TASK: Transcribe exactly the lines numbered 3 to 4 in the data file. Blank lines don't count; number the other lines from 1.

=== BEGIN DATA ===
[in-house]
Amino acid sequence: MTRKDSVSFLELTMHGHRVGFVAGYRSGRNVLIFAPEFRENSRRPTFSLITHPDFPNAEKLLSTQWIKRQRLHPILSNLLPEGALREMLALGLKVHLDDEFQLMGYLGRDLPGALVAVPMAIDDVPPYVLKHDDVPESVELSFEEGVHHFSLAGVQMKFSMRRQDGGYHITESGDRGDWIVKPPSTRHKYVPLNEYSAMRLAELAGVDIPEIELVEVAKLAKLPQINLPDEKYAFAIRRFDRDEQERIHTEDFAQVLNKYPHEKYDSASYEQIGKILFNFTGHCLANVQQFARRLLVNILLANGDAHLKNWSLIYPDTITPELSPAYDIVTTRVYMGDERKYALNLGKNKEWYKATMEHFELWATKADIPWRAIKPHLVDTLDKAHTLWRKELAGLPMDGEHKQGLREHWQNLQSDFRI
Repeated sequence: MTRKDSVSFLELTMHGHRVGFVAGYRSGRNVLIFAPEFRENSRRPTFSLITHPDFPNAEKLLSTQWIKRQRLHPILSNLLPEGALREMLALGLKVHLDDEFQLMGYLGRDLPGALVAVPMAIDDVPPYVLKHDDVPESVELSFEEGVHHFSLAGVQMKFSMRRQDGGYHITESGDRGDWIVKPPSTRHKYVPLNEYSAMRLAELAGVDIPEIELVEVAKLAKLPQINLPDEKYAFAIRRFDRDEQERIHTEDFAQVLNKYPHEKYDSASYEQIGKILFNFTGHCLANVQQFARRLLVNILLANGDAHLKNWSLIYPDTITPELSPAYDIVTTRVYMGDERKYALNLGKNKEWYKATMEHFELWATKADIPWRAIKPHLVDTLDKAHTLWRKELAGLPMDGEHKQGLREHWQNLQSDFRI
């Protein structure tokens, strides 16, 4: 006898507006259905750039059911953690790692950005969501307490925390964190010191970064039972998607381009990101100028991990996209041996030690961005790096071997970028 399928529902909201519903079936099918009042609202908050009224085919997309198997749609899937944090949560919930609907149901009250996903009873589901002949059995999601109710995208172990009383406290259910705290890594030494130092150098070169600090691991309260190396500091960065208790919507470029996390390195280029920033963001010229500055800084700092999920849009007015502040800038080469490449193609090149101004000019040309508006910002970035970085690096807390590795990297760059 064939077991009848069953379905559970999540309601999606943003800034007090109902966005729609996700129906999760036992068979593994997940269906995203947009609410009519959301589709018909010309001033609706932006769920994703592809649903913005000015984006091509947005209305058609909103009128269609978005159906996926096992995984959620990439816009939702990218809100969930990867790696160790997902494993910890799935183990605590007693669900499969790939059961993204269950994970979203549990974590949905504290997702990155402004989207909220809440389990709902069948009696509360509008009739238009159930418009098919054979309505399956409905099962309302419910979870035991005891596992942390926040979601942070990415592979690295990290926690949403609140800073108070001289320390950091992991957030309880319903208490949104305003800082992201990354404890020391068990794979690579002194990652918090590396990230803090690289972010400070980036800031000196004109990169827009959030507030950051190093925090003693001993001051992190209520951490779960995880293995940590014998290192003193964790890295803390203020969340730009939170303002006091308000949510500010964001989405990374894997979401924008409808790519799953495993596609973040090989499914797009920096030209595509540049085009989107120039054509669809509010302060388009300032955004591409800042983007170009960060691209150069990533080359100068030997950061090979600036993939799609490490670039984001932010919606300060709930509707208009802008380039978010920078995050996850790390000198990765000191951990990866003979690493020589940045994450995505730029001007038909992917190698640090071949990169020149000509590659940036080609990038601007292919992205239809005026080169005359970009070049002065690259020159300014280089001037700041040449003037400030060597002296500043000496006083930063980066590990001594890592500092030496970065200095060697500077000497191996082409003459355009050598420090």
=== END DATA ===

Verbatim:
Repeated sequence: MTRKDSVSFLELTMHGHRVGFVAGYRSGRNVLIFAPEFRENSRRPTFSLITHPDFPNAEKLLSTQWIKRQRLHPILSNLLPEGALREMLALGLKVHLDDEFQLMGYLGRDLPGALVAVPMAIDDVPPYVLKHDDVPESVELSFEEGVHHFSLAGVQMKFSMRRQDGGYHITESGDRGDWIVKPPSTRHKYVPLNEYSAMRLAELAGVDIPEIELVEVAKLAKLPQINLPDEKYAFAIRRFDRDEQERIHTEDFAQVLNKYPHEKYDSASYEQIGKILFNFTGHCLANVQQFARRLLVNILLANGDAHLKNWSLIYPDTITPELSPAYDIVTTRVYMGDERKYALNLGKNKEWYKATMEHFELWATKADIPWRAIKPHLVDTLDKAHTLWRKELAGLPMDGEHKQGLREHWQNLQSDFRI
């Protein structure tokens, strides 16, 4: 006898507006259905750039059911953690790692950005969501307490925390964190010191970064039972998607381009990101100028991990996209041996030690961005790096071997970028 399928529902909201519903079936099918009042609202908050009224085919997309198997749609899937944090949560919930609907149901009250996903009873589901002949059995999601109710995208172990009383406290259910705290890594030494130092150098070169600090691991309260190396500091960065208790919507470029996390390195280029920033963001010229500055800084700092999920849009007015502040800038080469490449193609090149101004000019040309508006910002970035970085690096807390590795990297760059 064939077991009848069953379905559970999540309601999606943003800034007090109902966005729609996700129906999760036992068979593994997940269906995203947009609410009519959301589709018909010309001033609706932006769920994703592809649903913005000015984006091509947005209305058609909103009128269609978005159906996926096992995984959620990439816009939702990218809100969930990867790696160790997902494993910890799935183990605590007693669900499969790939059961993204269950994970979203549990974590949905504290997702990155402004989207909220809440389990709902069948009696509360509008009739238009159930418009098919054979309505399956409905099962309302419910979870035991005891596992942390926040979601942070990415592979690295990290926690949403609140800073108070001289320390950091992991957030309880319903208490949104305003800082992201990354404890020391068990794979690579002194990652918090590396990230803090690289972010400070980036800031000196004109990169827009959030507030950051190093925090003693001993001051992190209520951490779960995880293995940590014998290192003193964790890295803390203020969340730009939170303002006091308000949510500010964001989405990374894997979401924008409808790519799953495993596609973040090989499914797009920096030209595509540049085009989107120039054509669809509010302060388009300032955004591409800042983007170009960060691209150069990533080359100068030997950061090979600036993939799609490490670039984001932010919606300060709930509707208009802008380039978010920078995050996850790390000198990765000191951990990866003979690493020589940045994450995505730029001007038909992917190698640090071949990169020149000509590659940036080609990038601007292919992205239809005026080169005359970009070049002065690259020159300014280089001037700041040449003037400030060597002296500043000496006083930063980066590990001594890592500092030496970065200095060697500077000497191996082409003459355009050598420090």